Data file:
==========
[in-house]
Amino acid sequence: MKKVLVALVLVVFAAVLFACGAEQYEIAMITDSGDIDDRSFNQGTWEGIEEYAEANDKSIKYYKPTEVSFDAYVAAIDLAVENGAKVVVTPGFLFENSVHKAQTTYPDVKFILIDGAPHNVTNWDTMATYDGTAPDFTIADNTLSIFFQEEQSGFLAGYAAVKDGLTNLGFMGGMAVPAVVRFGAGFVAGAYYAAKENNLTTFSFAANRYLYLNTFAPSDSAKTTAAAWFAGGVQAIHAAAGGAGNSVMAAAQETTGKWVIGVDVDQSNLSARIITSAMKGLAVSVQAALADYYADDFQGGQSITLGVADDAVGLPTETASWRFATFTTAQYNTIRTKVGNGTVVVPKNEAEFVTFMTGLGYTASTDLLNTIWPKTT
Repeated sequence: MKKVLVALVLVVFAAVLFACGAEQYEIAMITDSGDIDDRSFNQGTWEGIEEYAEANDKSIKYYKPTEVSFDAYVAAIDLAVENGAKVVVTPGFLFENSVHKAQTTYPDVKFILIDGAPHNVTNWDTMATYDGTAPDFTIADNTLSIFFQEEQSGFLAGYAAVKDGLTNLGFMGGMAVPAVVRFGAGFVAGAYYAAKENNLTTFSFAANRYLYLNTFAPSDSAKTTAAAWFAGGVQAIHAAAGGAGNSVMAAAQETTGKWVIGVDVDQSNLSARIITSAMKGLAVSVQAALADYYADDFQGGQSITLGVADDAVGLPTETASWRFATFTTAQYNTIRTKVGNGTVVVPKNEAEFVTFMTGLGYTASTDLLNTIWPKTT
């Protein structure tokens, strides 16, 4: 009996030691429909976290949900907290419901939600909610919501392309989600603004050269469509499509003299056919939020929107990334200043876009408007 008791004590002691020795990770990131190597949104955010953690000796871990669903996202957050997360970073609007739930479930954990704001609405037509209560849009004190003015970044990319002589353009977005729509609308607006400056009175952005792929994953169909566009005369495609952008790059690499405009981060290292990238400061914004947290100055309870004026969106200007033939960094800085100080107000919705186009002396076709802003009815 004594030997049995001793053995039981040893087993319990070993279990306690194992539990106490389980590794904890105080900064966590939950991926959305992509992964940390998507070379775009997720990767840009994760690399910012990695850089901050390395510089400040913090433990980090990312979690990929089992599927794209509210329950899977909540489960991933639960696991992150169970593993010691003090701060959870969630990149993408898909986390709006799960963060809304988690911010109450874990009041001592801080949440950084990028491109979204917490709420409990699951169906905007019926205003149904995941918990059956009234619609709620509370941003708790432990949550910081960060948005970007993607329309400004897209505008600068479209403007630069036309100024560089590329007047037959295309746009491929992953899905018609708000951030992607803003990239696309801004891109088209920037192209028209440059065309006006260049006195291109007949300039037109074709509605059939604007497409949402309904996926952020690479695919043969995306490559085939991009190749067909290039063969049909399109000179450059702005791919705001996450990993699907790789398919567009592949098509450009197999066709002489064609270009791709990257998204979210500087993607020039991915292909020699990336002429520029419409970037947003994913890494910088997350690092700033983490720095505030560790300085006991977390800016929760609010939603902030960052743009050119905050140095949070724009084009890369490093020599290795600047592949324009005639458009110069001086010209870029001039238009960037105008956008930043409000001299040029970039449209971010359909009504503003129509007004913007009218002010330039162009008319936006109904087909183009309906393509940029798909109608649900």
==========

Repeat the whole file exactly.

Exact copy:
[in-house]
Amino acid sequence: MKKVLVALVLVVFAAVLFACGAEQYEIAMITDSGDIDDRSFNQGTWEGIEEYAEANDKSIKYYKPTEVSFDAYVAAIDLAVENGAKVVVTPGFLFENSVHKAQTTYPDVKFILIDGAPHNVTNWDTMATYDGTAPDFTIADNTLSIFFQEEQSGFLAGYAAVKDGLTNLGFMGGMAVPAVVRFGAGFVAGAYYAAKENNLTTFSFAANRYLYLNTFAPSDSAKTTAAAWFAGGVQAIHAAAGGAGNSVMAAAQETTGKWVIGVDVDQSNLSARIITSAMKGLAVSVQAALADYYADDFQGGQSITLGVADDAVGLPTETASWRFATFTTAQYNTIRTKVGNGTVVVPKNEAEFVTFMTGLGYTASTDLLNTIWPKTT
Repeated sequence: MKKVLVALVLVVFAAVLFACGAEQYEIAMITDSGDIDDRSFNQGTWEGIEEYAEANDKSIKYYKPTEVSFDAYVAAIDLAVENGAKVVVTPGFLFENSVHKAQTTYPDVKFILIDGAPHNVTNWDTMATYDGTAPDFTIADNTLSIFFQEEQSGFLAGYAAVKDGLTNLGFMGGMAVPAVVRFGAGFVAGAYYAAKENNLTTFSFAANRYLYLNTFAPSDSAKTTAAAWFAGGVQAIHAAAGGAGNSVMAAAQETTGKWVIGVDVDQSNLSARIITSAMKGLAVSVQAALADYYADDFQGGQSITLGVADDAVGLPTETASWRFATFTTAQYNTIRTKVGNGTVVVPKNEAEFVTFMTGLGYTASTDLLNTIWPKTT
């Protein structure tokens, strides 16, 4: 009996030691429909976290949900907290419901939600909610919501392309989600603004050269469509499509003299056919939020929107990334200043876009408007 008791004590002691020795990770990131190597949104955010953690000796871990669903996202957050997360970073609007739930479930954990704001609405037509209560849009004190003015970044990319002589353009977005729509609308607006400056009175952005792929994953169909566009005369495609952008790059690499405009981060290292990238400061914004947290100055309870004026969106200007033939960094800085100080107000919705186009002396076709802003009815 004594030997049995001793053995039981040893087993319990070993279990306690194992539990106490389980590794904890105080900064966590939950991926959305992509992964940390998507070379775009997720990767840009994760690399910012990695850089901050390395510089400040913090433990980090990312979690990929089992599927794209509210329950899977909540489960991933639960696991992150169970593993010691003090701060959870969630990149993408898909986390709006799960963060809304988690911010109450874990009041001592801080949440950084990028491109979204917490709420409990699951169906905007019926205003149904995941918990059956009234619609709620509370941003708790432990949550910081960060948005970007993607329309400004897209505008600068479209403007630069036309100024560089590329007047037959295309746009491929992953899905018609708000951030992607803003990239696309801004891109088209920037192209028209440059065309006006260049006195291109007949300039037109074709509605059939604007497409949402309904996926952020690479695919043969995306490559085939991009190749067909290039063969049909399109000179450059702005791919705001996450990993699907790789398919567009592949098509450009197999066709002489064609270009791709990257998204979210500087993607020039991915292909020699990336002429520029419409970037947003994913890494910088997350690092700033983490720095505030560790300085006991977390800016929760609010939603902030960052743009050119905050140095949070724009084009890369490093020599290795600047592949324009005639458009110069001086010209870029001039238009960037105008956008930043409000001299040029970039449209971010359909009504503003129509007004913007009218002010330039162009008319936006109904087909183009309906393509940029798909109608649900």